Ah, the climax. The part that everyone always gets to when reading a book. Unless they set the book down. Or the book doesn’t have a climax.
Whiiich would be weird.
Almost every book has a climax, the part of the book that reveals much of the secrets that come up throughout the story, brings the last, final, and largest amount of conflict and revelation, and basically wraps up the conflict, so that the book can end.
“So wait,” you might be asking me virtually, “are you saying that if there is no climax to a book the book will go on forever?”
Well, yes, either that, or there’s another book in the series. Check on Amazon. 😉
Except that that is just the point. There is always a climax to a book, or if there isn’t that’s a very awful book. Even a book right-smack in the middle of a 10 book series–as long as the writer’s good–has it’s own climax. That book may connect to other books in the series, but it still has its own structure. And that’s what makes it its own book.
So, sure, we cleared up the whole part about how a climax is important, but what’s the power to a climax? I mean, I just said that every single book has a climax, as long as its a half-decent book. So doesn’t the climax just get boring?
No. The climax isn’t something that can cliche, such as the orphan character or the mentor character or the part where the main character has a sudden revelation about what he’s been doing wrong his entire life and immediately changes his ways and immediately gets rewards for that.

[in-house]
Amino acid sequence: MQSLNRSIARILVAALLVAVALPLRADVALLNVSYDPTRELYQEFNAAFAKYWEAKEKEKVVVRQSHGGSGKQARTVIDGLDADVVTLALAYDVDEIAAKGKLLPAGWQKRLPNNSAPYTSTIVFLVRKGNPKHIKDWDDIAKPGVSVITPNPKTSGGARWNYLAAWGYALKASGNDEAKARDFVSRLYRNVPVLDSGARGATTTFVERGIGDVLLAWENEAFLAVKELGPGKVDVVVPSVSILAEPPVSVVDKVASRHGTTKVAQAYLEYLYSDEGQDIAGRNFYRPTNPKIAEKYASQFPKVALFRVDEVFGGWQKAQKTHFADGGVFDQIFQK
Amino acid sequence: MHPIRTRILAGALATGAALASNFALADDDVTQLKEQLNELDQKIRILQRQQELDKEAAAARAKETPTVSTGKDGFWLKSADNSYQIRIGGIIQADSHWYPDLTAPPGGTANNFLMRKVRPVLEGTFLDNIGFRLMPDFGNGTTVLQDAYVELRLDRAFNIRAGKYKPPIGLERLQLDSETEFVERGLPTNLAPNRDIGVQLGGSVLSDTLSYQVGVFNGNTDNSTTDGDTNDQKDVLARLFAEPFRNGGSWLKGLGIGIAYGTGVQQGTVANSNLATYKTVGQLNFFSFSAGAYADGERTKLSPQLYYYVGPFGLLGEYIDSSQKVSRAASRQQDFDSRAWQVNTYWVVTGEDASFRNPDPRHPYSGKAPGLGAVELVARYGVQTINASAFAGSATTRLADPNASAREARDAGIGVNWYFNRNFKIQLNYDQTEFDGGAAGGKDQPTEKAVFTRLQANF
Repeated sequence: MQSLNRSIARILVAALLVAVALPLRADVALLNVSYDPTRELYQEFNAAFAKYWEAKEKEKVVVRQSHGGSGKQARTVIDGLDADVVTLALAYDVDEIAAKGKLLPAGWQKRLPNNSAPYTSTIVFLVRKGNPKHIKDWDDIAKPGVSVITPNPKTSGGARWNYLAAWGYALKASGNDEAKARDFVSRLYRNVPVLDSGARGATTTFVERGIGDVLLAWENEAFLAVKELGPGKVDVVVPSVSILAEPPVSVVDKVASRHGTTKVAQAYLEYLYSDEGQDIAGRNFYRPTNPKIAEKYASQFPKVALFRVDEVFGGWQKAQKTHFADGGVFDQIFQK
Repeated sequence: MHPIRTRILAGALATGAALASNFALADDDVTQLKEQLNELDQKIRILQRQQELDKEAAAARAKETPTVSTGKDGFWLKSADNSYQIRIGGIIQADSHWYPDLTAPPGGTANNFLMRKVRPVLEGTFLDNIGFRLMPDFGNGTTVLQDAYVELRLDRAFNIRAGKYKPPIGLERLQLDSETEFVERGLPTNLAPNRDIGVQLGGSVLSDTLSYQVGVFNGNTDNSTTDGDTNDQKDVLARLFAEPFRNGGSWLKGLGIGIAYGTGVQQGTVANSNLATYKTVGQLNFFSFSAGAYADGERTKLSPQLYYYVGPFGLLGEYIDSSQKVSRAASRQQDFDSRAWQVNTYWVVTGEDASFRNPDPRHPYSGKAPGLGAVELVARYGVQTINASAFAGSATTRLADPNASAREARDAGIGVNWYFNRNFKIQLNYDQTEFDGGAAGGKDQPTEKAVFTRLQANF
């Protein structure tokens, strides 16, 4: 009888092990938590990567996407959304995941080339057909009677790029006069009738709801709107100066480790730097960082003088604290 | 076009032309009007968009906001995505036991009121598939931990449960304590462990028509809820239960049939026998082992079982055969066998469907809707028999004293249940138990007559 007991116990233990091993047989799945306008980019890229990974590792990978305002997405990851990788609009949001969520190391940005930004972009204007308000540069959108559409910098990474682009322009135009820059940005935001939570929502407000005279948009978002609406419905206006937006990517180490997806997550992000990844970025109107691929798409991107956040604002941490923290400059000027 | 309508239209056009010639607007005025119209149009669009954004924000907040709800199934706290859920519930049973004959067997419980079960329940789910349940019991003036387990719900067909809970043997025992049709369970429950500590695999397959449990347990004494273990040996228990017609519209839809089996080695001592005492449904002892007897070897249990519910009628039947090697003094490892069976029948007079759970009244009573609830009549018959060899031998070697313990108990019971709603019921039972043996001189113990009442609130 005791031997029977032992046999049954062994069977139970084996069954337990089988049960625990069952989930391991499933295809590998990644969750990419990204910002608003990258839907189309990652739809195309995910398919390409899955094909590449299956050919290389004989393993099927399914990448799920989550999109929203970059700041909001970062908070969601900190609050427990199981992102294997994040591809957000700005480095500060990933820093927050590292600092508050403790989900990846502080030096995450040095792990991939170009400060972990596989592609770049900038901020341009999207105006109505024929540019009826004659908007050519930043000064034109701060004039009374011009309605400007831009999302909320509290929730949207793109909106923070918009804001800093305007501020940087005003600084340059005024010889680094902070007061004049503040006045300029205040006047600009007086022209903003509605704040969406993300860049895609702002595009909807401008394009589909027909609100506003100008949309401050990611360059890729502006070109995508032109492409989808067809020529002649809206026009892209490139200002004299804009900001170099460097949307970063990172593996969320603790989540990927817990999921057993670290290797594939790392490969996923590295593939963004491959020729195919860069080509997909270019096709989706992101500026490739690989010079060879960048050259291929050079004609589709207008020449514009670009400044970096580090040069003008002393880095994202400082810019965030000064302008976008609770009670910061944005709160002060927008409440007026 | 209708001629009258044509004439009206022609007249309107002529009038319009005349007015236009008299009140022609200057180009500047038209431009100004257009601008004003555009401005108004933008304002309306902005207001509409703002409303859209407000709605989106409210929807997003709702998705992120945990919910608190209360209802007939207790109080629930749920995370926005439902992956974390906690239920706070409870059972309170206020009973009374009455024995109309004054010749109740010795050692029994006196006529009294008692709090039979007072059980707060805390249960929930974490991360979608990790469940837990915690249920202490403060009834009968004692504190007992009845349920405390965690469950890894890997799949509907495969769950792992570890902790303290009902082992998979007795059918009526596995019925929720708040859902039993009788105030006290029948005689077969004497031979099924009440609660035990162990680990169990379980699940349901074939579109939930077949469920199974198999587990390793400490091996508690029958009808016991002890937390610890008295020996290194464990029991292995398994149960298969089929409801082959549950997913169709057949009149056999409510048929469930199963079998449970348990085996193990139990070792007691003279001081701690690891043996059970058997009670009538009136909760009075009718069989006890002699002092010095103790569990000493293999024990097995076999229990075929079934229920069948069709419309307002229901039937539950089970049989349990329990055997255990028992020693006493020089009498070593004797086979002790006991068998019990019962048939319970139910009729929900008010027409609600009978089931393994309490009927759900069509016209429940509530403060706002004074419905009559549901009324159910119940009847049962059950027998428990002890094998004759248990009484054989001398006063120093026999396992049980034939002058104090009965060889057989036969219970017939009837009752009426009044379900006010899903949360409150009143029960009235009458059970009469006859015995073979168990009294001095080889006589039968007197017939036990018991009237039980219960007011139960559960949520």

If the orphan character appeared in every single book ever made (ooh, boy, I’m mad about how many books the orphan character is in. If they were in every book? AKDLIENSLLKDILEGNAKKKKKGEGWPOKL) oh, er, sorry. Got a little carried away there.
My point is, the climax doesn’t cliche. It’s just part of any stories’ structure, and just about every story needs one.
So because it’s in every single book, how does it have power in it every single time?
It’s because every climax is different. Or, most climaxes are different. Some people copy off of other books, but that’s beside the point. Most climaxes are different, and they can bring home a different point, a different message, a different kind of power every single time. That’s why it’s still strong and powerful.
Everything wraps up in the climax. The theme, the message, the character’s arc. They’re all going to come to a strong, satisfactory
well, maybe not satisfactory, and complete end, at the climax.
Well, some things don’t have to come to a complete end, you may have to spill over into the final bits of the book, or, if it’s a book in a series, you may want some things to continue over into the next book, but you should at least make everything known and probably start wrapping it up in the climax.
It’s where everything, the mysteries, fears, struggles, all tie into one final scene.
And so, for the few weeks (or months, years, or just days) your reader invested in reading your story, working, fighting, struggling, laughing, and crying with your characters through your plot, they are now
ripe for the picking ready to be given the final piece of your book, which will either satisfy their hopes and dreams, or leave them rushing to Amazon to order the next book.
So don’t be lazy with the climax. It is the key stage in your book, the one that will finish it off and bring home many of the points you’ve made throughout your story. Work hard on it. It is the part that will cause your readers to feel the last punch in your story. Really think about. It is important and powerful.
Are you writing a story writing now? Have you planned out or perhaps even written your climax? Do you feel like it’s strong and well done? Have you read books with amazing climaxes, or maybe books without amazing climaxes?
I’d love to chat with you in the comments below!
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